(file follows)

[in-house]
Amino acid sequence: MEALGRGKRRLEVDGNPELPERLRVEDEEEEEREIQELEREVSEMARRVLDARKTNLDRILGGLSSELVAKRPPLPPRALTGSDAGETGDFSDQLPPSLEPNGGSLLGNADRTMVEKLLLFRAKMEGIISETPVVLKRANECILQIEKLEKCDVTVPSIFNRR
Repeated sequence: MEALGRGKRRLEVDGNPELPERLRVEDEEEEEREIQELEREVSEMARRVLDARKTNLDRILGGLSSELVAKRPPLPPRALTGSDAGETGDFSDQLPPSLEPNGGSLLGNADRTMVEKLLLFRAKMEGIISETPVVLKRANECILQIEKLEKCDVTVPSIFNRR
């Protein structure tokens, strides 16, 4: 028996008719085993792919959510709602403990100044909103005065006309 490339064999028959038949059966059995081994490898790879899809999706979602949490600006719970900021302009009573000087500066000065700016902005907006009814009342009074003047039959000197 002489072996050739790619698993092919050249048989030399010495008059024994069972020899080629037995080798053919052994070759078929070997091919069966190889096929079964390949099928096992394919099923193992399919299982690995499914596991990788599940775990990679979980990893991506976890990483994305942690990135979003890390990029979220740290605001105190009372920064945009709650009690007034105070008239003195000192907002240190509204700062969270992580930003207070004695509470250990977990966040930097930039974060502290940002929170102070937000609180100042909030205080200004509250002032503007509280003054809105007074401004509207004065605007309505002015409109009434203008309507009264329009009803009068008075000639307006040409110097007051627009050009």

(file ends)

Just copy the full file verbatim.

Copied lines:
[in-house]
Amino acid sequence: MEALGRGKRRLEVDGNPELPERLRVEDEEEEEREIQELEREVSEMARRVLDARKTNLDRILGGLSSELVAKRPPLPPRALTGSDAGETGDFSDQLPPSLEPNGGSLLGNADRTMVEKLLLFRAKMEGIISETPVVLKRANECILQIEKLEKCDVTVPSIFNRR
Repeated sequence: MEALGRGKRRLEVDGNPELPERLRVEDEEEEEREIQELEREVSEMARRVLDARKTNLDRILGGLSSELVAKRPPLPPRALTGSDAGETGDFSDQLPPSLEPNGGSLLGNADRTMVEKLLLFRAKMEGIISETPVVLKRANECILQIEKLEKCDVTVPSIFNRR
């Protein structure tokens, strides 16, 4: 028996008719085993792919959510709602403990100044909103005065006309 490339064999028959038949059966059995081994490898790879899809999706979602949490600006719970900021302009009573000087500066000065700016902005907006009814009342009074003047039959000197 002489072996050739790619698993092919050249048989030399010495008059024994069972020899080629037995080798053919052994070759078929070997091919069966190889096929079964390949099928096992394919099923193992399919299982690995499914596991990788599940775990990679979980990893991506976890990483994305942690990135979003890390990029979220740290605001105190009372920064945009709650009690007034105070008239003195000192907002240190509204700062969270992580930003207070004695509470250990977990966040930097930039974060502290940002929170102070937000609180100042909030205080200004509250002032503007509280003054809105007074401004509207004065605007309505002015409109009434203008309507009264329009009803009068008075000639307006040409110097007051627009050009």